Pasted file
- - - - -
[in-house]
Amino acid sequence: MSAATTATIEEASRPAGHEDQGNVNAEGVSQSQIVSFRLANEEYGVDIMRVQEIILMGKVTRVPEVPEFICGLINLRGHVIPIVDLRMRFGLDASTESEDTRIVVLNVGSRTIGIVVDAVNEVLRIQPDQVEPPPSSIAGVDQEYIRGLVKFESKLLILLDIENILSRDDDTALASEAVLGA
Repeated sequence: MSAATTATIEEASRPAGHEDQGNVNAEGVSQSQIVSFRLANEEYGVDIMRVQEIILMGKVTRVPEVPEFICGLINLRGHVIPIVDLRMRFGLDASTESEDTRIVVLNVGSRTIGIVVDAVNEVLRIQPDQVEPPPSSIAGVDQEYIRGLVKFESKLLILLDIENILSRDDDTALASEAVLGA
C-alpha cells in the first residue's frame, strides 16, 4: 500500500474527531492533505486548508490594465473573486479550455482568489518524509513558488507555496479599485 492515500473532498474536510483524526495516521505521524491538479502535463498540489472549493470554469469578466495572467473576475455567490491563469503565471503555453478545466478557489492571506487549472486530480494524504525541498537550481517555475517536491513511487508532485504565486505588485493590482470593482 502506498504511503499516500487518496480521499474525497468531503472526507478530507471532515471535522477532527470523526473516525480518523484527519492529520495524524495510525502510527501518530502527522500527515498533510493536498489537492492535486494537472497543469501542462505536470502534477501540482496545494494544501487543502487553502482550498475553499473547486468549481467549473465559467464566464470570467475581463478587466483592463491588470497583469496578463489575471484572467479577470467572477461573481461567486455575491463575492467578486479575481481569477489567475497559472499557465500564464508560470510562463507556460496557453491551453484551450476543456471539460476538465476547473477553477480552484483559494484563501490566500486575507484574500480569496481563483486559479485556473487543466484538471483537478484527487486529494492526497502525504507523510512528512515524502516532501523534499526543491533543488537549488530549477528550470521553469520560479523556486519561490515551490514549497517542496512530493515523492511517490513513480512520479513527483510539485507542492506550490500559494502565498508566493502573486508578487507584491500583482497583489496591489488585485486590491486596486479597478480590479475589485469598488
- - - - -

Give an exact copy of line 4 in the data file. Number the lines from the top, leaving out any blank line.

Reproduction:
C-alpha cells in the first residue's frame, strides 16, 4: 500500500474527531492533505486548508490594465473573486479550455482568489518524509513558488507555496479599485 492515500473532498474536510483524526495516521505521524491538479502535463498540489472549493470554469469578466495572467473576475455567490491563469503565471503555453478545466478557489492571506487549472486530480494524504525541498537550481517555475517536491513511487508532485504565486505588485493590482470593482 502506498504511503499516500487518496480521499474525497468531503472526507478530507471532515471535522477532527470523526473516525480518523484527519492529520495524524495510525502510527501518530502527522500527515498533510493536498489537492492535486494537472497543469501542462505536470502534477501540482496545494494544501487543502487553502482550498475553499473547486468549481467549473465559467464566464470570467475581463478587466483592463491588470497583469496578463489575471484572467479577470467572477461573481461567486455575491463575492467578486479575481481569477489567475497559472499557465500564464508560470510562463507556460496557453491551453484551450476543456471539460476538465476547473477553477480552484483559494484563501490566500486575507484574500480569496481563483486559479485556473487543466484538471483537478484527487486529494492526497502525504507523510512528512515524502516532501523534499526543491533543488537549488530549477528550470521553469520560479523556486519561490515551490514549497517542496512530493515523492511517490513513480512520479513527483510539485507542492506550490500559494502565498508566493502573486508578487507584491500583482497583489496591489488585485486590491486596486479597478480590479475589485469598488